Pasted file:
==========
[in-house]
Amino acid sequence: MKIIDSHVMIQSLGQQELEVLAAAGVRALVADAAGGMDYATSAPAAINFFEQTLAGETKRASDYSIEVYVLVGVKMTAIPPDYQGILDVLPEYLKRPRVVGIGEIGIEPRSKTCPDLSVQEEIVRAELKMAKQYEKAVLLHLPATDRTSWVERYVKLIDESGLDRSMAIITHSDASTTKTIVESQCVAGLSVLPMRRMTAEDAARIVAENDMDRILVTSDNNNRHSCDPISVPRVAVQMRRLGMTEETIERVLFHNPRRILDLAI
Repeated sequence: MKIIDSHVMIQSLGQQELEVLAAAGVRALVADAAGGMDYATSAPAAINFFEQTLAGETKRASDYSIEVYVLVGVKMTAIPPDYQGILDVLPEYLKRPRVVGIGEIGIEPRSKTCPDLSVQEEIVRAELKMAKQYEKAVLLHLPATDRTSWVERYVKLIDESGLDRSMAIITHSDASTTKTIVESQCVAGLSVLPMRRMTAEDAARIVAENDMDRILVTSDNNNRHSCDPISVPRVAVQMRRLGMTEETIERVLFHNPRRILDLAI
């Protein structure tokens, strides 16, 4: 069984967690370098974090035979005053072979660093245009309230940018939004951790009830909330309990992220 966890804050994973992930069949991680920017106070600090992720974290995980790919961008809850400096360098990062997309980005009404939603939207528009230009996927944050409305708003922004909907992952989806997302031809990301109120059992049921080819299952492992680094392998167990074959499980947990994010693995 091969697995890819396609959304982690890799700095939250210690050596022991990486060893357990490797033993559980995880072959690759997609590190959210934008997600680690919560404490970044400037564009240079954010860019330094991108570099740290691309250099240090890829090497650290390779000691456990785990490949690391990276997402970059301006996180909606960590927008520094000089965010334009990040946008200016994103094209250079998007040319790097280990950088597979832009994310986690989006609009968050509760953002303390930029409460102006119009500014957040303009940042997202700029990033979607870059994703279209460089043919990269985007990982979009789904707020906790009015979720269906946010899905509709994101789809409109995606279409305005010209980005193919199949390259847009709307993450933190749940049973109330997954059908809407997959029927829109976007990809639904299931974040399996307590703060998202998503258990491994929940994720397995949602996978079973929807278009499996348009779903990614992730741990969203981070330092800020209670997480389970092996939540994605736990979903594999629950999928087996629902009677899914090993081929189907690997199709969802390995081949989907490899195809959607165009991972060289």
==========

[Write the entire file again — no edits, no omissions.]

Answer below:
[in-house]
Amino acid sequence: MKIIDSHVMIQSLGQQELEVLAAAGVRALVADAAGGMDYATSAPAAINFFEQTLAGETKRASDYSIEVYVLVGVKMTAIPPDYQGILDVLPEYLKRPRVVGIGEIGIEPRSKTCPDLSVQEEIVRAELKMAKQYEKAVLLHLPATDRTSWVERYVKLIDESGLDRSMAIITHSDASTTKTIVESQCVAGLSVLPMRRMTAEDAARIVAENDMDRILVTSDNNNRHSCDPISVPRVAVQMRRLGMTEETIERVLFHNPRRILDLAI
Repeated sequence: MKIIDSHVMIQSLGQQELEVLAAAGVRALVADAAGGMDYATSAPAAINFFEQTLAGETKRASDYSIEVYVLVGVKMTAIPPDYQGILDVLPEYLKRPRVVGIGEIGIEPRSKTCPDLSVQEEIVRAELKMAKQYEKAVLLHLPATDRTSWVERYVKLIDESGLDRSMAIITHSDASTTKTIVESQCVAGLSVLPMRRMTAEDAARIVAENDMDRILVTSDNNNRHSCDPISVPRVAVQMRRLGMTEETIERVLFHNPRRILDLAI
């Protein structure tokens, strides 16, 4: 069984967690370098974090035979005053072979660093245009309230940018939004951790009830909330309990992220 966890804050994973992930069949991680920017106070600090992720974290995980790919961008809850400096360098990062997309980005009404939603939207528009230009996927944050409305708003922004909907992952989806997302031809990301109120059992049921080819299952492992680094392998167990074959499980947990994010693995 091969697995890819396609959304982690890799700095939250210690050596022991990486060893357990490797033993559980995880072959690759997609590190959210934008997600680690919560404490970044400037564009240079954010860019330094991108570099740290691309250099240090890829090497650290390779000691456990785990490949690391990276997402970059301006996180909606960590927008520094000089965010334009990040946008200016994103094209250079998007040319790097280990950088597979832009994310986690989006609009968050509760953002303390930029409460102006119009500014957040303009940042997202700029990033979607870059994703279209460089043919990269985007990982979009789904707020906790009015979720269906946010899905509709994101789809409109995606279409305005010209980005193919199949390259847009709307993450933190749940049973109330997954059908809407997959029927829109976007990809639904299931974040399996307590703060998202998503258990491994929940994720397995949602996978079973929807278009499996348009779903990614992730741990969203981070330092800020209670997480389970092996939540994605736990979903594999629950999928087996629902009677899914090993081929189907690997199709969802390995081949989907490899195809959607165009991972060289």